Book review: An easy-to-read saga
KKNW Scandinavian Hour
If you wanted to read the history of the first king of all Norway, you might find yourself examining Old Norse books like the Heimskringla. However, the language would be difficult, as well as the sentence structure and even the way the authors conveyed interesting items. As an outgrowth of academic study, Norwegian activist Marcia Lee Liaklev has created an easy-reading book about those times. The title pretty well tells what you will find inside: The Seven Wives of Harald Fairhair: 1st King of All Norway Circa 850 to 933 AD: A Viking Saga.
The book is admittedly a work of fiction, but one based on facts found in the Heimskringla. This saga was compiled by Snorre Sturlson from documents written from the ninth to 12th centuries, now lost. From descriptions of the lineage of kings and their famous battles, this work veers to fiction as it paints a picture of Harald’s life and his many wives.
In her introduction, Liaklev points out that Harald Fairhair was not a myth but a real, living person and a superhero of the Viking Age. As a people, the Old Norse were very religious. Not in the sense of today’s Christian way of thinking but devout in observance of sacrifices and other acts that showed devotion to their chief God, Odin.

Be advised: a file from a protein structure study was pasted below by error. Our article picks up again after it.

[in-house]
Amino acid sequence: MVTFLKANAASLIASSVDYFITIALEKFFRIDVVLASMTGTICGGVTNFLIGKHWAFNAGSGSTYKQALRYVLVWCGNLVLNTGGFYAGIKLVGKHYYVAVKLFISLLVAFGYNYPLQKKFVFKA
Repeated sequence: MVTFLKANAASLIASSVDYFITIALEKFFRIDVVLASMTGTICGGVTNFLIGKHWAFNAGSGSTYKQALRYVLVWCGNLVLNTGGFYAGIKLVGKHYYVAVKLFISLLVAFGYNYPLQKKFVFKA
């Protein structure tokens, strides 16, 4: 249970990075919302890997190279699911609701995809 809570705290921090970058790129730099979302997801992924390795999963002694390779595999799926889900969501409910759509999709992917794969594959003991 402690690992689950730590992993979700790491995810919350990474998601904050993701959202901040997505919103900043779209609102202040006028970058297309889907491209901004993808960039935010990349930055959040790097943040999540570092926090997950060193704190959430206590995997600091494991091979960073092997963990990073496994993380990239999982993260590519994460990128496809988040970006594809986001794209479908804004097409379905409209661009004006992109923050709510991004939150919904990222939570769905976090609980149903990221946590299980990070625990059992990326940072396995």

Harald’s story is not only that of a great man who ruled his people for 70 years at a time when the life expectancy of man was much shorter. It is also the story of a people who immigrated to a land in the north that was ripe for the taking. An even greater ruler, one who was so great that he was revered as a god after his death, led those people. This man was Odin, who once lived in the region of the Black Sea. Journeying from the plains of Asaheim in Asia Minor over the frigid waters of the Baltic Sea was a momentous task. But it allowed Odin’s people to escape from the conquering Romans. In the north, Odin and his three sons became conquerors themselves. Harald Fairhair could trace his roots back to these early conquerors.
The book is large format and the writing is simple to read, with easier vocabulary and shorter sentences than many novels.
This article originally appeared in the May 5, 2017, issue of The Norwegian American. To subscribe, visit SUBSCRIBE or call us at (206) 784-4617.